At a glance, the offense that he operated seemed to be of the down-the-field, low-percentage variety. With that in mind, it’s easy to see how his numbers could have changed so drastically from one year to the next. Still, inconsistency at the Quarterback position can be infuriating to a fan base and I can’t imagine Philadelphia fans giving him too much time to sort things out.

Where I stand on Matt Barkley: HE’S NOT MARK SANCHEZ…HE’S NOT MARK SANCHEZ…HE’S NOT MARK SANCHEZ…

Tyler Wilson is an interesting prospect…okay I lied, he totally isn’t. In Wilson, you’ve got possibly the most stereotypical Quarterback that could go in the first round. Don’t get me wrong, that could be a good thing in the long run. I know everyone is swooning over Colin Kaepernick and this new “read-option” mobile attack, but as we’ve seen, these things are cyclical in the NFL. Despite what Trent Dilfer might think, someone is going to “write the book” on that offense and the teams employing it will be forced to adjust. If you’re looking to avoid that eventual obstacle, you might be inclined to take Wilson, an accurate, intelligent pocket passer with good size and some athleticism.

Where I stand on Tyler Wilson: Not a great fit.

Mike Glennon is a guy that I’d like to avoid for one simple reason; he’s inaccurate. Above all, my biggest pet peeve regarding Quarterbacks is an inability to hit your targets consistently. A player like Glennon could have major struggles in the NFL.

Where I stand on Mike Glennon: I’ll pass…

Landry Jones would be a solid addition to any franchise. He’s accurate, experienced, and as statistically consistent as a college prospect can possibly be. Jones has played in plenty of important games and won some on the road. the University of Oklahoma enjoyed their time with him and I believe that the city of Philadelphia would as well.

I have no real criticism to offer regarding Landry Jones. I like him a ton and wouldn’t fault the Eagles for taking him off the board as early as the second round.

Where I stand on Landry Jones: I like him.

Tyler Bray reminds me a ton of Jay Cutler. I like Jay Cutler. I hate Jay Cutler. This could be one of those toss-up relationships where either the fan base despises him or adores him. He’s got a sensational arm, great size and a bad attitude. I’ve seen him stick his facemask right in the grill of a defensive lineman after the whistle. I don’t know what was said between the two players but Bray was grinning from ear to ear. In short, I think this could be a homerun pick for the Philadelphia Eagles. He is an immense talent, a strong leader and doesn’t take any guff. Inconsistent in the best possible way, if anyone else on this list is a first round caliber talent, Tyler Bray is as well.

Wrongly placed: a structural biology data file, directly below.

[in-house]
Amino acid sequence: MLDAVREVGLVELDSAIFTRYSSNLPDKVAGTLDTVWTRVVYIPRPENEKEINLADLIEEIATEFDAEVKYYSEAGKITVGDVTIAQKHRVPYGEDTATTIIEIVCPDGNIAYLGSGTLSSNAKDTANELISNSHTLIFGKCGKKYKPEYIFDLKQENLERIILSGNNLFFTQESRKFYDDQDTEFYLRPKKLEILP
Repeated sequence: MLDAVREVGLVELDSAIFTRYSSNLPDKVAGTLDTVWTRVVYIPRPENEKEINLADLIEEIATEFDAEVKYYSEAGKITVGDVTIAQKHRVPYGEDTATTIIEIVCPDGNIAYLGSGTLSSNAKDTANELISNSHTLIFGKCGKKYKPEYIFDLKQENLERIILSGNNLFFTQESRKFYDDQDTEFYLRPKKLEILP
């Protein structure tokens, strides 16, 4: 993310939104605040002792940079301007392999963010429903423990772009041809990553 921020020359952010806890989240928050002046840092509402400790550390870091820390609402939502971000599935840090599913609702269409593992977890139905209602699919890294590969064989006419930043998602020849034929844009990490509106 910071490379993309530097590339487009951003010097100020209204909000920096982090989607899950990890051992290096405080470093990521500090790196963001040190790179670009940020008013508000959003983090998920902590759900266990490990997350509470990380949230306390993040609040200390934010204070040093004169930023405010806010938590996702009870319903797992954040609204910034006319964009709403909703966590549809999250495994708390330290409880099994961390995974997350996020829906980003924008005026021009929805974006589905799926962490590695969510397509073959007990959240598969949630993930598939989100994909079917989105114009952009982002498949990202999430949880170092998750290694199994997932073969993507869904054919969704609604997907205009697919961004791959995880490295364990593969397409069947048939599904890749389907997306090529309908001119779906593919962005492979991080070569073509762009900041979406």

Where I stand on Tyler Bray: He’d look good in green.

So You Have Your Quarterback

Regardless of which Quarterback (if any) the Eagles eventually settle on, it will become Chip Kelly and Pat Shurmur’s (Shurmur? Really, guys?) responsibility to make sure that the offensive system is tailored to suit his strengths. This isn’t as simple a task as one might initially assume. Though we’ve seen Jim Harbaugh, Pete Carroll and the Shanahan(ahan)s have early success in this area, there are also ample examples of this sort of endeavor dooming a coaching staff, i.e. Shurmur’s Browns and Mike Mularky’s Jaguars.

I’d like to think that, given enough time to polish things off, any coach could cultivate a system that would suit their specific talent at the Quarterback position. The problem, however is that few coaches can reasonably expect to be afforded that kind of time before organizational changes are made. The trick to being successful in this situation in maintaining patience within reason. The Philadelphia Eagles have hired a coach in Chip Kelly whose approach to football allows for that patience while also demanding constant measured evaluation. In theory, Kelly seems like the best possible candidate for the job. Still, as Eagles fans have been made painfully aware of in recent years, what looks good on paper doesn’t always come to fruition.